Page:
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It’s been a roller coaster of a week. Great teamwork, unforgettable experiences and lots of working hard and playing hard (working behind the bar until 2.45 am on the last night resulted in almost falling asleep standing up on the ferry home!).
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Top experiences? Well, lying on my top bunk with my head out of the roof light, at 4am on Thursday morning, watching the bolts of lightning and listening to the thunder crashing all around, gave me a taster of what being under shell fire must have been like. Being periodically baked alive and then soaked wet through in the flax field was a test of true grit and determination (not least when doing the YMCA as part of “Team Colonel” when we couldn’t Geophys due to the rain and lightning).
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Again the last post ceremony at the Menin gate saw us without a dry eye in the house, especially when we realised we had chosen a spot standing in front of the Australian panel – spooky.
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The finds too have been fascinating and I fear I am going to become a sad expert in “bits of rusty crap”. The “show and tell” on our second evening brought everything to life and really helped us identify finds in the field. The boot studs found on day 2 in Trench 12 were amazing and the area of fire step I unearthed in the same trench, with what appeared to be the remnant of a cape lying on the top were a special find (until the rain came in and created a lovely pool).
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All of the trenches have had finds which start to piece together a story, adding to the discoveries of 2007. We’ve had glass bottles, tins, ammunition, bits of clothing and personal kit as well as wriggly tin and timbers from a dugout which may have collapsed as a result of the shock wave from the mine which created Ultimo crater.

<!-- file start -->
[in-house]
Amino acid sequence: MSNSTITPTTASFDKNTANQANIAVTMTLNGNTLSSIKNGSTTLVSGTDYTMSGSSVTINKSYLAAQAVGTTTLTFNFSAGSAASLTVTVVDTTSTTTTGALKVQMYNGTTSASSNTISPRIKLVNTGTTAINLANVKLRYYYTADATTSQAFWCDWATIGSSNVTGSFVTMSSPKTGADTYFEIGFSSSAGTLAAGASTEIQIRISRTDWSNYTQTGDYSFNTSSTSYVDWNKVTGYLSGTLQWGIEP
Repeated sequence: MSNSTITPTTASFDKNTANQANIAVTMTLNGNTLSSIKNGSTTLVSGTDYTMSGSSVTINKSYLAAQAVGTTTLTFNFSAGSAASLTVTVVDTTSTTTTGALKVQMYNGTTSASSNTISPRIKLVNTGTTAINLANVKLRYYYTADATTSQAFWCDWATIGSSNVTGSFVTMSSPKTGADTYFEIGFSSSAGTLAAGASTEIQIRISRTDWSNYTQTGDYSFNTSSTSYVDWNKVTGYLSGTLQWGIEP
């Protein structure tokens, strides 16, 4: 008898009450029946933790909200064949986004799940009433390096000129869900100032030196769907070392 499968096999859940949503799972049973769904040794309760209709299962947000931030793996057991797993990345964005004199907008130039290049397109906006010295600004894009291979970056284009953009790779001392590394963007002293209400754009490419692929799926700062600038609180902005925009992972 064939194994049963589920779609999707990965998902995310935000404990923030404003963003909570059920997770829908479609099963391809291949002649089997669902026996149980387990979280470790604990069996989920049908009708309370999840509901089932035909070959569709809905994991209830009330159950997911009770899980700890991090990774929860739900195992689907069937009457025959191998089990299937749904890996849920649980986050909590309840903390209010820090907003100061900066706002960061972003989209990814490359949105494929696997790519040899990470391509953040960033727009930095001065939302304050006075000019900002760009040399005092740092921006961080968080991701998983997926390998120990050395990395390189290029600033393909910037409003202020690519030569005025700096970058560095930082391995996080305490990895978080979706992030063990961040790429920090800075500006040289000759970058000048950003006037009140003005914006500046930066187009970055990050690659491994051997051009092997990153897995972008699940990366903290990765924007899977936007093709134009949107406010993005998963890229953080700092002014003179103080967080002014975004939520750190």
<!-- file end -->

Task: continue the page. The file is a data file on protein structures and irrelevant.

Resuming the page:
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Of course the final part requires literally digging deep to backfill the trenches, but the team spirit and singing helped!
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I am already looking forward to seeing everyone again next year!

Jo x

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Lehen Mundu Gerra Ikerketa

Friday, August 8th, 2008
 
       

Aste honetan gure nazioarteko arkeolojia taldea ikerketa bat egiten ari da Messinesen, Belgikar hiri bat Ypreseren ingurumenan.
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Plugstreet, herrialdeko herri txiki bat (Belgikaren hiri txikiena!), oso ospetua da Erresuma Batuan. 1917’ko Ekainaren 7etan bataila haundia piztu zeren. Bataila honetan oso interesgarria da Lehen Mundu Gerran. Ingalaterra eta bere Inperio Koloniala Alemaniaren kontra.

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Team Nosferatu gets serious

Friday, August 8th, 2008
 
       

With five days to concentrate on one trench Team Nosferatu finally found serious solid Great War artefacts in the deepest hole on the site.
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Despite having to dig out two metres of fill we uncovered the solid timbers (preserved because previously below the water table) of a trench mortar emplacement, with an exciting live improvised demolition charge for Rod and Gontrand to work their magic on.